How often, when you’re asked if you’re okay, do you answer “I’m fine”?

How much thought have you given to whether that’s true — and what experiences might have left you not “fine”? 

For many men who’ve survived verbal and/or emotional trauma, it’s hard to come to grips with the impact that had on them.

They don’t want to believe that such experiences can harm their enjoyment of life. 

Maybe you feel this way, too. But, in truth, emotional abuse impacts the survivor greatly. These impacts can be evidenced by:

  • Doubt: Questioning yourself, your merits, and/or your value.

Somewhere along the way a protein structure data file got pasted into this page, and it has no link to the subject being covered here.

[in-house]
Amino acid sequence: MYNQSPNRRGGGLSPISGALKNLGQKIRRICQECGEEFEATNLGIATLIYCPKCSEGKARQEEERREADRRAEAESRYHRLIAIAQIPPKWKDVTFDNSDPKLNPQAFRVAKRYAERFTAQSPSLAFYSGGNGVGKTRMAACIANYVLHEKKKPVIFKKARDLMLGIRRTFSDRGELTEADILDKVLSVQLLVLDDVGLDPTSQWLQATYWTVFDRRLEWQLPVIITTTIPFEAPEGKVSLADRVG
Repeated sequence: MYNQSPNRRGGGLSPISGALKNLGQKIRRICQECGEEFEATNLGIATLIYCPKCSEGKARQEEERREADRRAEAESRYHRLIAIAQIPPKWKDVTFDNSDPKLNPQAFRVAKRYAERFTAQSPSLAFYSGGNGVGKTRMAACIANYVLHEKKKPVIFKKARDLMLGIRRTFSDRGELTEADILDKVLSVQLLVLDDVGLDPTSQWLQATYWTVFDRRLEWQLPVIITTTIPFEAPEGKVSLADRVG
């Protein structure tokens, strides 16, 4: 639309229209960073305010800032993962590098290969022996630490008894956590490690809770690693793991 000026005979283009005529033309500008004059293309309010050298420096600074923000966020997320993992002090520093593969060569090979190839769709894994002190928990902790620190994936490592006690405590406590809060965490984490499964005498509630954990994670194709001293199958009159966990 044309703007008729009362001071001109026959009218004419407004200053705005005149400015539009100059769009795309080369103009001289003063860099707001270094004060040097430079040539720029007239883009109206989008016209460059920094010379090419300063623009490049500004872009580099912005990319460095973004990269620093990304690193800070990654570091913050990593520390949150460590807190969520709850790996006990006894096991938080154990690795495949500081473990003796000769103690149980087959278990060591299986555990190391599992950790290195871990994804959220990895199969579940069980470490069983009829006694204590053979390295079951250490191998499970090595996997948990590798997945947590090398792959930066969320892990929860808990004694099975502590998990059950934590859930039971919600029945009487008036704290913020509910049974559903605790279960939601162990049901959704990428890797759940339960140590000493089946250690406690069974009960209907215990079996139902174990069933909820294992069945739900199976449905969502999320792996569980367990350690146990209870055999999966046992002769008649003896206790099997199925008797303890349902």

• Negative Self-Talk: Having an inner monologue that assumes the worst, about you and about your circumstances. This inner voice can come from the language your abuser used against you.
  • Shame: Feeling like something’s wrong with you.

These struggles will continue unless you recognize the abuse and work to heal from it.

Otherwise, even if you try to address the symptoms, you won’t get at the root of your negative sense of self. 

When I went to therapy, I was deciding to acknowledge the abuse I went through. I was able to use therapy to work against my abusers’ voices in my head. It took work, but those harmful effects began to lose their control of me.

I invite you to seek help, if you’re starting to recognize these harmful effects. Your pain is real, and you deserve to live a life that’s free of it.

In what specific ways might verbal abuse affect someone’s everyday life?

By Matt Burton